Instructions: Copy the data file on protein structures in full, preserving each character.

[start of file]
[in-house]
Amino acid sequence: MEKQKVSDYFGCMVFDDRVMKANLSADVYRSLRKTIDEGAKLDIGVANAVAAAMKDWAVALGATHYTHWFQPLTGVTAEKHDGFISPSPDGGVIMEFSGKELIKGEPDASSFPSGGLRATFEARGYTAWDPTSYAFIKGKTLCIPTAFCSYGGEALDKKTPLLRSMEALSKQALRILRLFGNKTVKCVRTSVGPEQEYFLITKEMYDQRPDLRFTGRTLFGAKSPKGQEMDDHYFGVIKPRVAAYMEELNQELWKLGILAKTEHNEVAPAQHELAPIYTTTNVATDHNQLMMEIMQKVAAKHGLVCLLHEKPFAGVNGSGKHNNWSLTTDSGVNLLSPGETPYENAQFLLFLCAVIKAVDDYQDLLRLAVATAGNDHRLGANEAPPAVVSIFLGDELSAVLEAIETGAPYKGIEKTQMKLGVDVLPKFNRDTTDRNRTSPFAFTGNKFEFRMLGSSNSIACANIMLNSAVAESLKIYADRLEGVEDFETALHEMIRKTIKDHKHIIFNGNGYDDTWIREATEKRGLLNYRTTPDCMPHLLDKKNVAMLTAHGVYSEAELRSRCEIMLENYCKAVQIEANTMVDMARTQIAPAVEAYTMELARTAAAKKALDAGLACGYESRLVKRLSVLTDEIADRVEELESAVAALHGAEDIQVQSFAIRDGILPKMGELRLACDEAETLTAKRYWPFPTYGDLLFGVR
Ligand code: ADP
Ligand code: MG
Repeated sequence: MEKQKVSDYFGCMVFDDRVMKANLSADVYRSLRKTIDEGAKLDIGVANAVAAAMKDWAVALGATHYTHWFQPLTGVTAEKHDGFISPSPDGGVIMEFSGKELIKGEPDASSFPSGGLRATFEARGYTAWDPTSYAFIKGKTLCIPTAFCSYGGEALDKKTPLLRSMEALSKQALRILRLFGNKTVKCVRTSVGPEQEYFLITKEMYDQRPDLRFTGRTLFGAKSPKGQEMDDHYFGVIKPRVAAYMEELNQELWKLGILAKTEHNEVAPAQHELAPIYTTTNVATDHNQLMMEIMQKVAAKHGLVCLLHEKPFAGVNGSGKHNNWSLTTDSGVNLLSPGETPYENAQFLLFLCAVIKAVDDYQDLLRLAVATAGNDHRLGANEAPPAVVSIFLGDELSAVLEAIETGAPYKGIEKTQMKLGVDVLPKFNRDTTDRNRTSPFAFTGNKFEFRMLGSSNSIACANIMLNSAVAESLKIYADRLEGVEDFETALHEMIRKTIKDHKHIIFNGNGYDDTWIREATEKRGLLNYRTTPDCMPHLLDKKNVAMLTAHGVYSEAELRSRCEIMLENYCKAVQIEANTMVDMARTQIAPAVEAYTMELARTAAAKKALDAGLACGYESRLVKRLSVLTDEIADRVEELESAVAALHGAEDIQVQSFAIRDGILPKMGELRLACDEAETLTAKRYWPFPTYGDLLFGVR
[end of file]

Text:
[in-house]
Amino acid sequence: MEKQKVSDYFGCMVFDDRVMKANLSADVYRSLRKTIDEGAKLDIGVANAVAAAMKDWAVALGATHYTHWFQPLTGVTAEKHDGFISPSPDGGVIMEFSGKELIKGEPDASSFPSGGLRATFEARGYTAWDPTSYAFIKGKTLCIPTAFCSYGGEALDKKTPLLRSMEALSKQALRILRLFGNKTVKCVRTSVGPEQEYFLITKEMYDQRPDLRFTGRTLFGAKSPKGQEMDDHYFGVIKPRVAAYMEELNQELWKLGILAKTEHNEVAPAQHELAPIYTTTNVATDHNQLMMEIMQKVAAKHGLVCLLHEKPFAGVNGSGKHNNWSLTTDSGVNLLSPGETPYENAQFLLFLCAVIKAVDDYQDLLRLAVATAGNDHRLGANEAPPAVVSIFLGDELSAVLEAIETGAPYKGIEKTQMKLGVDVLPKFNRDTTDRNRTSPFAFTGNKFEFRMLGSSNSIACANIMLNSAVAESLKIYADRLEGVEDFETALHEMIRKTIKDHKHIIFNGNGYDDTWIREATEKRGLLNYRTTPDCMPHLLDKKNVAMLTAHGVYSEAELRSRCEIMLENYCKAVQIEANTMVDMARTQIAPAVEAYTMELARTAAAKKALDAGLACGYESRLVKRLSVLTDEIADRVEELESAVAALHGAEDIQVQSFAIRDGILPKMGELRLACDEAETLTAKRYWPFPTYGDLLFGVR
Ligand code: ADP
Ligand code: MG
Repeated sequence: MEKQKVSDYFGCMVFDDRVMKANLSADVYRSLRKTIDEGAKLDIGVANAVAAAMKDWAVALGATHYTHWFQPLTGVTAEKHDGFISPSPDGGVIMEFSGKELIKGEPDASSFPSGGLRATFEARGYTAWDPTSYAFIKGKTLCIPTAFCSYGGEALDKKTPLLRSMEALSKQALRILRLFGNKTVKCVRTSVGPEQEYFLITKEMYDQRPDLRFTGRTLFGAKSPKGQEMDDHYFGVIKPRVAAYMEELNQELWKLGILAKTEHNEVAPAQHELAPIYTTTNVATDHNQLMMEIMQKVAAKHGLVCLLHEKPFAGVNGSGKHNNWSLTTDSGVNLLSPGETPYENAQFLLFLCAVIKAVDDYQDLLRLAVATAGNDHRLGANEAPPAVVSIFLGDELSAVLEAIETGAPYKGIEKTQMKLGVDVLPKFNRDTTDRNRTSPFAFTGNKFEFRMLGSSNSIACANIMLNSAVAESLKIYADRLEGVEDFETALHEMIRKTIKDHKHIIFNGNGYDDTWIREATEKRGLLNYRTTPDCMPHLLDKKNVAMLTAHGVYSEAELRSRCEIMLENYCKAVQIEANTMVDMARTQIAPAVEAYTMELARTAAAKKALDAGLACGYESRLVKRLSVLTDEIADRVEELESAVAALHGAEDIQVQSFAIRDGILPKMGELRLACDEAETLTAKRYWPFPTYGDLLFGVR